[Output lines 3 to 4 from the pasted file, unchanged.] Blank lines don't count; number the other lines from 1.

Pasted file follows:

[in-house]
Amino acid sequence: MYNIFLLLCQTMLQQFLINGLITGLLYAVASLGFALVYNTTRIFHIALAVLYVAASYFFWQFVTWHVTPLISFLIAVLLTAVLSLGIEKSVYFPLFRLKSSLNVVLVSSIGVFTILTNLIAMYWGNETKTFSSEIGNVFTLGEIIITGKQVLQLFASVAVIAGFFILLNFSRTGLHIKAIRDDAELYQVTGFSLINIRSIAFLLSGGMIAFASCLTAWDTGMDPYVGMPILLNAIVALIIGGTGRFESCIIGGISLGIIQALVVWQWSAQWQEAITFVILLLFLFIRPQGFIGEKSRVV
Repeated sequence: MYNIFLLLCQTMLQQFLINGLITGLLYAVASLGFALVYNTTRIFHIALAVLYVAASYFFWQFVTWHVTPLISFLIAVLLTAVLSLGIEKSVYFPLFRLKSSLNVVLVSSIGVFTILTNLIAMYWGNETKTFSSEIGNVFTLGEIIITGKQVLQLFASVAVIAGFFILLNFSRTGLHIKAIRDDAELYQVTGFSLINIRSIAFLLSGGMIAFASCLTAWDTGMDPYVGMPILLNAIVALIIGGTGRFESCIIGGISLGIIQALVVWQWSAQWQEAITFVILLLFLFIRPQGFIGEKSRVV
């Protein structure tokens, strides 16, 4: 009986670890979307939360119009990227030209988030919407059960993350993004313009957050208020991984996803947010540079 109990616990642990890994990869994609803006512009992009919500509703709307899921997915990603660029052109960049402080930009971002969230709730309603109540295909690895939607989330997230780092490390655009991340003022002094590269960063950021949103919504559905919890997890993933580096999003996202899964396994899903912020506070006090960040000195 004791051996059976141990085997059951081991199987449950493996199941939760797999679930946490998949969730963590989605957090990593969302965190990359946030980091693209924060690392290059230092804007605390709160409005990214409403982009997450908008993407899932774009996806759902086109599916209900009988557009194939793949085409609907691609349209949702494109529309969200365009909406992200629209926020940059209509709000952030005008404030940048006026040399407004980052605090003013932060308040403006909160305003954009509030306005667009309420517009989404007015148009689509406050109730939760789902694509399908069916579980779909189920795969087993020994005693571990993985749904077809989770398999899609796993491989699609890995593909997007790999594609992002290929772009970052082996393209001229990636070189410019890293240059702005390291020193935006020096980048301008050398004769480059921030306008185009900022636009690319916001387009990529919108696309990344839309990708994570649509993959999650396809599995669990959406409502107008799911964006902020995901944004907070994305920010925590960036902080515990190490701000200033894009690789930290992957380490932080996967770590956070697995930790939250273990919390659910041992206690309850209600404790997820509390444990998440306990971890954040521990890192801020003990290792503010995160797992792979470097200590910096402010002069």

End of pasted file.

Repeated sequence: MYNIFLLLCQTMLQQFLINGLITGLLYAVASLGFALVYNTTRIFHIALAVLYVAASYFFWQFVTWHVTPLISFLIAVLLTAVLSLGIEKSVYFPLFRLKSSLNVVLVSSIGVFTILTNLIAMYWGNETKTFSSEIGNVFTLGEIIITGKQVLQLFASVAVIAGFFILLNFSRTGLHIKAIRDDAELYQVTGFSLINIRSIAFLLSGGMIAFASCLTAWDTGMDPYVGMPILLNAIVALIIGGTGRFESCIIGGISLGIIQALVVWQWSAQWQEAITFVILLLFLFIRPQGFIGEKSRVV
């Protein structure tokens, strides 16, 4: 009986670890979307939360119009990227030209988030919407059960993350993004313009957050208020991984996803947010540079 109990616990642990890994990869994609803006512009992009919500509703709307899921997915990603660029052109960049402080930009971002969230709730309603109540295909690895939607989330997230780092490390655009991340003022002094590269960063950021949103919504559905919890997890993933580096999003996202899964396994899903912020506070006090960040000195 004791051996059976141990085997059951081991199987449950493996199941939760797999679930946490998949969730963590989605957090990593969302965190990359946030980091693209924060690392290059230092804007605390709160409005990214409403982009997450908008993407899932774009996806759902086109599916209900009988557009194939793949085409609907691609349209949702494109529309969200365009909406992200629209926020940059209509709000952030005008404030940048006026040399407004980052605090003013932060308040403006909160305003954009509030306005667009309420517009989404007015148009689509406050109730939760789902694509399908069916579980779909189920795969087993020994005693571990993985749904077809989770398999899609796993491989699609890995593909997007790999594609992002290929772009970052082996393209001229990636070189410019890293240059702005390291020193935006020096980048301008050398004769480059921030306008185009900022636009690319916001387009990529919108696309990344839309990708994570649509993959999650396809599995669990959406409502107008799911964006902020995901944004907070994305920010925590960036902080515990190490701000200033894009690789930290992957380490932080996967770590956070697995930790939250273990919390659910041992206690309850209600404790997820509390444990998440306990971890954040521990890192801020003990290792503010995160797992792979470097200590910096402010002069």